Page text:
Wandering around Paris with her camera, the director Agnès Varda once made a short film about them, Les Dites-Cariatides (The So-Called Caryatids). Caryatids are stone statues of women which form load-bearing columns at the front of buildings. Sometimes these women appear to be supporting the lintel above an entranceway, other times they’re preventing a terrace from crumbling down. For all this arduous work, they never grimace or perspire.
According to Lauren Elkin, author of Flaneuse: Women Walk the City in Paris, New York, Tokyo, Venice and London, ‘They’re all over Paris, these caryatids. They come in sets of two or four and sometimes many more than that, depending on the building’s ostentation.’ With this in mind, before heading off to Paris last weekend, I investigated caryatids online and found claims of over 500 of these stone women holding up Parisian buildings. The first was sculpted in 1550 by Jean Goujon and can be found in the Louvre – which having seen it years ago, is the last museum I would want to see in Paris, overrated with too many tourists ticking their bucket lists.
Walking all over the 18th arrondissement near Sacré Coeur, I couldn’t find any caryatids, not even a pair of them that I had read about online and knew which street they were on – or not, as the case may be. It wasn’t until the end of our second full day that my David spotted a couple of caryatids on the edge of the 10th arrondissement where we were staying. Typical of the caryatids I’d seen in photos, they were draped in tunics, held neutral expressions and had smooth wrinkleless even-toned skin. Idealised women.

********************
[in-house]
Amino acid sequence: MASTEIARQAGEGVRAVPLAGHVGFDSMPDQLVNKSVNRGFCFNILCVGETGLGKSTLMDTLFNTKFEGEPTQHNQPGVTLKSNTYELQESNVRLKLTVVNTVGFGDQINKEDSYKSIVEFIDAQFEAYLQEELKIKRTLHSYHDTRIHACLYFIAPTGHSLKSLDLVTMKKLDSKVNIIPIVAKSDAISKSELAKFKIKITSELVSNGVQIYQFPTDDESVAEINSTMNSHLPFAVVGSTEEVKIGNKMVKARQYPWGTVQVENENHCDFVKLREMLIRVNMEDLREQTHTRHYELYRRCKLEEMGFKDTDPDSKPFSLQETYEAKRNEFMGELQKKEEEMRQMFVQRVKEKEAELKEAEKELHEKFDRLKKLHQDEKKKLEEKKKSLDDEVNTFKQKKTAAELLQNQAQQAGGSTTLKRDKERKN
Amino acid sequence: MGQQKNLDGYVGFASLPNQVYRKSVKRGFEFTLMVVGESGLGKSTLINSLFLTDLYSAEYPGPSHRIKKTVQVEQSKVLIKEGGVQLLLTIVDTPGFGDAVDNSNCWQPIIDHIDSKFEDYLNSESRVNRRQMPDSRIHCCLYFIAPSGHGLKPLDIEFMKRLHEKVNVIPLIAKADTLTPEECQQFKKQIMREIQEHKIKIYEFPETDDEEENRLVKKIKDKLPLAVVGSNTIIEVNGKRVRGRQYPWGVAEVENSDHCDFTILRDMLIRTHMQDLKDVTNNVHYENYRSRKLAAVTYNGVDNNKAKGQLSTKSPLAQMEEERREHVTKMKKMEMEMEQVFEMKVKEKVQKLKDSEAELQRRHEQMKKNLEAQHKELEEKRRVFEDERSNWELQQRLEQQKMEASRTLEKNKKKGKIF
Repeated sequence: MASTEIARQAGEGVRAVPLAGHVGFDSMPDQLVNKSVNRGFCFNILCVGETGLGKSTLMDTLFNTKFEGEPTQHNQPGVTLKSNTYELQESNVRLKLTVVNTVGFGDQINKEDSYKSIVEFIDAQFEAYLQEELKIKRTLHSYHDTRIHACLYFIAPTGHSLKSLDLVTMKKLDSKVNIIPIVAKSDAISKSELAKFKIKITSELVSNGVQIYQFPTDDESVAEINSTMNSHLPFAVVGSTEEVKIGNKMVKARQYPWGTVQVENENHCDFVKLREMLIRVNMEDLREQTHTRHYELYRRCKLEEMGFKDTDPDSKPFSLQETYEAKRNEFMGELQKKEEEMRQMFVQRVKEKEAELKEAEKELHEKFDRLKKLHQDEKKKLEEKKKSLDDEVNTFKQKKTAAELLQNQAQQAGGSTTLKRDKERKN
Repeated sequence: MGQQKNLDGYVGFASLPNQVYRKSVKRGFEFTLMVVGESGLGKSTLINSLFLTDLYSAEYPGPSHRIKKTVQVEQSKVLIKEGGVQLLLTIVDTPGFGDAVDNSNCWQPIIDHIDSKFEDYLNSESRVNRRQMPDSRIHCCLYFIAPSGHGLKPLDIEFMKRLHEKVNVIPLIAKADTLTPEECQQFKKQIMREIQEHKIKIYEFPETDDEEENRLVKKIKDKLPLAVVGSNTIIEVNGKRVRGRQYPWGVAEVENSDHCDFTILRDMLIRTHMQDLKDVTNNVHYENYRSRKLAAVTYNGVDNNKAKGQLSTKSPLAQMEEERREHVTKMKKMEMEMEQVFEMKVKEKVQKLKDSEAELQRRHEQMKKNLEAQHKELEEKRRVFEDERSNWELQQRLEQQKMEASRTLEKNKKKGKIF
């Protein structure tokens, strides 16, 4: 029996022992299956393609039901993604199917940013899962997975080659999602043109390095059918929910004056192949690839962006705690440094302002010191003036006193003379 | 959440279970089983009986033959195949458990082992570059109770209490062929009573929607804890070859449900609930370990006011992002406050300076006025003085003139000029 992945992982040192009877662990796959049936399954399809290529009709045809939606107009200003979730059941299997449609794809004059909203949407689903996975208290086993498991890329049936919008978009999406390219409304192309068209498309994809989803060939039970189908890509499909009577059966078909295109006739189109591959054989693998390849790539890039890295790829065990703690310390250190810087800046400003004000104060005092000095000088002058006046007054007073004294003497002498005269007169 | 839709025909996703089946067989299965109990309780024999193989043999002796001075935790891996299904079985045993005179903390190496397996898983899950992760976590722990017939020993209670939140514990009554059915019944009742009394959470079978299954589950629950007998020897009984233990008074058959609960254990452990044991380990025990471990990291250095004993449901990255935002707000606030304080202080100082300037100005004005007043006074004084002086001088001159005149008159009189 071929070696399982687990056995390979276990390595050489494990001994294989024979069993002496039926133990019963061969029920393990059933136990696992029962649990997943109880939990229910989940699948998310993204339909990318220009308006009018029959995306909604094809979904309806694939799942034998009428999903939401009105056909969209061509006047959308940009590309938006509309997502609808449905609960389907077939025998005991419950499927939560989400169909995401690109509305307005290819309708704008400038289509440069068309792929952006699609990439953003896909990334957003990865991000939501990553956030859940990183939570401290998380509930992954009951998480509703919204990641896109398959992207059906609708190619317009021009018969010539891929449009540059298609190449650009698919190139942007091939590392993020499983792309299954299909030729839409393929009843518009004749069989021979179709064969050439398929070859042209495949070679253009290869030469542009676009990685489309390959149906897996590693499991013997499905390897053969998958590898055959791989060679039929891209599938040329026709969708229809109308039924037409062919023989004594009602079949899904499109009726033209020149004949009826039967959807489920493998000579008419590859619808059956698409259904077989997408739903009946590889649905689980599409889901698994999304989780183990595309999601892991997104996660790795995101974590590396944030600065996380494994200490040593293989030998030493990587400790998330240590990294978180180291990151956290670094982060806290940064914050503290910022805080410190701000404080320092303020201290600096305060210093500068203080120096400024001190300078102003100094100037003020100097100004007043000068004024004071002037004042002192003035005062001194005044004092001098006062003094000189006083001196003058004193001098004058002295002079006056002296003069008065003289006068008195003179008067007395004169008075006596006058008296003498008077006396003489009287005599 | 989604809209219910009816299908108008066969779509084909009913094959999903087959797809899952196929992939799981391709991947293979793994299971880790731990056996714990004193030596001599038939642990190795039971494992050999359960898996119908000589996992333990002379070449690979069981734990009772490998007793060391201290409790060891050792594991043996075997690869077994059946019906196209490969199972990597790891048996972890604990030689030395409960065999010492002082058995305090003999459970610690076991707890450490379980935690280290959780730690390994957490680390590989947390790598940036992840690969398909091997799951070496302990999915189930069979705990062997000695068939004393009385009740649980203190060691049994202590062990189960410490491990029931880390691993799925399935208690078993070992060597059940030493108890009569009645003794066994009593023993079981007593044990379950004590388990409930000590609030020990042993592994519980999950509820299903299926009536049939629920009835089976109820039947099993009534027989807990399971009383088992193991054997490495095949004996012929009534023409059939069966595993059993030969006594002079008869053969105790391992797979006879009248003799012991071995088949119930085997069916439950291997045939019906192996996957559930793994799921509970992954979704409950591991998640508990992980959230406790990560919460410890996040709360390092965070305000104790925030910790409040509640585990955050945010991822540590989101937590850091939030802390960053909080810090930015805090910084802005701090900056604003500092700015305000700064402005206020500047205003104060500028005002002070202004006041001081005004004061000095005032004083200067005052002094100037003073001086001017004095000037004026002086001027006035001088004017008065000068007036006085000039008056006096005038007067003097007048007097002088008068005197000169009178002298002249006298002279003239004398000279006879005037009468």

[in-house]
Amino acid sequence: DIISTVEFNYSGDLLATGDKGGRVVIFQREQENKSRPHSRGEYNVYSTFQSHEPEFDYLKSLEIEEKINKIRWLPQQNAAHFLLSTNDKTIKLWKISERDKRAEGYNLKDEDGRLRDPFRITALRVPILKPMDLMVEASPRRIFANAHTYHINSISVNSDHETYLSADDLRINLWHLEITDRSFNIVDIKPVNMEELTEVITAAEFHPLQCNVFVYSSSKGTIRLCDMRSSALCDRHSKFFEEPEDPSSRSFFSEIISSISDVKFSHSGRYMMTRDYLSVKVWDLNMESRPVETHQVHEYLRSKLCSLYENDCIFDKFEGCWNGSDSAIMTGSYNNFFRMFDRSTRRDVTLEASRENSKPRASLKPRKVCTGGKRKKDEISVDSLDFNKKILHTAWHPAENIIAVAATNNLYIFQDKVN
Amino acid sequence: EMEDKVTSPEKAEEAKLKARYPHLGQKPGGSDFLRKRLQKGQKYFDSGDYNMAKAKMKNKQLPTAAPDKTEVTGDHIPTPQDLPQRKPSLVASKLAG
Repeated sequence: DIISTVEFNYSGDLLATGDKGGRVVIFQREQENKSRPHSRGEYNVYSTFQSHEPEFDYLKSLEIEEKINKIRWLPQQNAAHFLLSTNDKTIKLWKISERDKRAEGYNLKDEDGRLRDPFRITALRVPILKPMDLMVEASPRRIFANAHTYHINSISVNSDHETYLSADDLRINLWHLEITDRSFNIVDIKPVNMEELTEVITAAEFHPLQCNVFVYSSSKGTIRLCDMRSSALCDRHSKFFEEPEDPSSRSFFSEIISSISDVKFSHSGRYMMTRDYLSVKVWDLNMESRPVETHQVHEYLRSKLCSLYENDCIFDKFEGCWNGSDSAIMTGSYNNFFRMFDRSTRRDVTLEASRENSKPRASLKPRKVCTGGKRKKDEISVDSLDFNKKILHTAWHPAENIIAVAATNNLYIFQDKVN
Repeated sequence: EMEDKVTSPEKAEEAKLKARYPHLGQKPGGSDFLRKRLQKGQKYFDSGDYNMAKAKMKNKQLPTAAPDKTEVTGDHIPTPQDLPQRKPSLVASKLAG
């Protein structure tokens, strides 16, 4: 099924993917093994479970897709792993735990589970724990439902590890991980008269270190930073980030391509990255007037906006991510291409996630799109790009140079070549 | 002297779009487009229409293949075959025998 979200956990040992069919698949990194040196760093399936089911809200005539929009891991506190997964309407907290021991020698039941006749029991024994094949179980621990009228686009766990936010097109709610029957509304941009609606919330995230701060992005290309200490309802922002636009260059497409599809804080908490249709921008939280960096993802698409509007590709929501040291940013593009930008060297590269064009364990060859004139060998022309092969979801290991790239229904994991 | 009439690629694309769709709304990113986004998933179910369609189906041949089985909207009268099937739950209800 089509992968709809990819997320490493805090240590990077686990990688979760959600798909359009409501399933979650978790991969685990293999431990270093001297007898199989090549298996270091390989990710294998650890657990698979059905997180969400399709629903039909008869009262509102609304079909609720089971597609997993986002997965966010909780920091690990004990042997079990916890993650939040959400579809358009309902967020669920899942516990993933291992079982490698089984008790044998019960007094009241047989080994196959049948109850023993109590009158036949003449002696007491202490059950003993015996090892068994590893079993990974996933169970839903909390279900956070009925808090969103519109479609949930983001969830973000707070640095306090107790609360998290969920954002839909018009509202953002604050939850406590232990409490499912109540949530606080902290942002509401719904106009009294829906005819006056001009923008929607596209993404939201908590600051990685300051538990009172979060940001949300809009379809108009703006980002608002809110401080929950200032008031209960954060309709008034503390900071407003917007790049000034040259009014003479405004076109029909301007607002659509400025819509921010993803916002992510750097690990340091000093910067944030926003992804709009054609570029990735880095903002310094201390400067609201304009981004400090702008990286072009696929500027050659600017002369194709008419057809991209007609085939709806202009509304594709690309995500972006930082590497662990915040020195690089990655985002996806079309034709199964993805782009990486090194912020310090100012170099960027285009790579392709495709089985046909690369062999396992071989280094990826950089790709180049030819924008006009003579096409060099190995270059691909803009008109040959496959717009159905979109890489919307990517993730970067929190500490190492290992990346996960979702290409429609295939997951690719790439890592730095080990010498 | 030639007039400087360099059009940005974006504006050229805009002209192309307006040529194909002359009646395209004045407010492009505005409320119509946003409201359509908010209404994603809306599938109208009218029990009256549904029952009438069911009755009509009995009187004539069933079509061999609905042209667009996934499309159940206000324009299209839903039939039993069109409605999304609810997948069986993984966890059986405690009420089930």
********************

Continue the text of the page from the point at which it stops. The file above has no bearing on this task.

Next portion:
I on the other hand am not a caryatid. In Paris celebrating my 60th birthday, I was aware of the fine wrinkles around my eyes, the patches of dark beige on my hands and those internal signs of aging – the knee that aches after jogging and feeling dozy before 10 pm among them. By the time we were in Paris, I was past the how-could-this-be-happening-to-me stage and had come to accept this milestone birthday as the start of a new, and hopefully worthwhile and productive, stage of life. It is a new stage. As much as I still feel ‘middle-aged,’ sixty has given me my ‘senior’ railcard and other discounts all over Europe. It has also made me think more about full retirement – if a writer can ever be fully retired – and how I will spend the years ahead, hoping to stay active in every sense and to experience new things, discovering writers and artists and the hidden gems – such as caryatids – in cities like Paris, Nice and London.
In the end I only saw ten caryatids (five sets of two). Agnès Varda’s film is 12 minutes long and only shows some 30 caryatids, which confirms my suspicion of the exaggerated claims of their ubiquity in Paris. The film is worth seeing for the beauty of the images and the accompanying poetry of Charles Baudelaire, a film made when Varda was 56. She continued making films well past her sixtieth birthday.